“This Sorrowful Life”: Actor Michael Rooker and Director/Co-Executive Producer/Special Effects Makeup Artist Greg Nicotero

Rising Son (HD, 6:47):

A discussion of actor Chandler Riggs’ casting and character arc throughout the series.

Evil Eye (HD, 7:54):

A discussion of David Morrissey’s casting as The Governor, his psychological makeup, and his contrast with the idyllic appearance of the town of Woodbury.

Gone, But Not Forgotten (HD, 8:14):

An end-of-life featurette that examines the preparations surrounding the death of a character, the set, and makeup as well as cast members’ feelings about the death.

Heart of a Warrior (HD, 8:25):

A focus on the character of Michonne, her development, her conflict with Merle, and other aspects of her arc.

Michonne vs. The Governor (HD, 5:13):

A focus on the making of one scene where the two characters conflict.

Safety Behind Bars (HD, 9:44):

Crew and cast discuss the choosing of the location for the prison, building the set, and the prison’s significance in the series.

Making the Dead (HD, 8:06):

A focus on the makeup, costuming, and special effects that go into creating a zombie.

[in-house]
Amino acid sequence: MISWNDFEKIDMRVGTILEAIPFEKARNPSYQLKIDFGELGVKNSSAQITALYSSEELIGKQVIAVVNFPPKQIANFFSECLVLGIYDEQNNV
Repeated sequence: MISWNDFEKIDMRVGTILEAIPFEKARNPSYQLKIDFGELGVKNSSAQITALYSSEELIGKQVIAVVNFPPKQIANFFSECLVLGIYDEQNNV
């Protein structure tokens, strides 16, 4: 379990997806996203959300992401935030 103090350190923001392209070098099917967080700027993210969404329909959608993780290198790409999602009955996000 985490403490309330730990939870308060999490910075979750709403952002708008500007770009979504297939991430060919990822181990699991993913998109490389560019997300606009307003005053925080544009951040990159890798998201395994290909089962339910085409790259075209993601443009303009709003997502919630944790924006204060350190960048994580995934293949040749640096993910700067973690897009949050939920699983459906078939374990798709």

Guts and Glory (HD, 7:42):

A discussion of additional characters’ deaths.

Deleted Scenes (HD, 13:20):

Contains scenes from “Walk With Me,” “Say the Word,” “Hounded,” “Home,” “I Ain’t No Judas,” and “Clear.”


The Walking Dead: The Complete Third Season is at turns enlightening, depressing, and infuriating. It’s damn near unwatchable all due to the brilliance of the writers, actors, crew, and production team in creating a world in which both the living and the dead scratch out a survival—one in which the living aren’t sure they even want to survive. After the slow pacing of the beginning of the second season, the writers made some deliberate—and successful—choices to return the action to its original frenetic pace in this third season. Nearly every episode has a cliffhanger of some sort, an end left untied which wraps around the psyche of the watcher and compels them to hang on for another episode.

This season benefited from the introduction of one character and the development of another that served to partially tamp down the cries of some critics that the show had a patriarchal slant and, at best, benignly ignored minorities. Michonne made the most dramatic entrance of any of the characters on the series and immediately rode to the front of the pack to become a fan favorite, a worthy agonist to the misogynistic, sadistic Governor.

Episode after episode, the group ends up in seemingly hopeless situations, but survive they do, against all odds. The Walking Dead is one of a quad of exceptionally well-written shows on AMC (Breaking Bad, Mad Men, and Low Winter Sun being the others). Just as the characters never know what each moment will bring—a delicious meal and a hot shower, an intimate encounter, or a fatal large-scale zombie attack, TWD simultaneously manages to keep viewers in a perpetual state of dread and excitation wondering what the next installment will bring.

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Romney J. Baldwin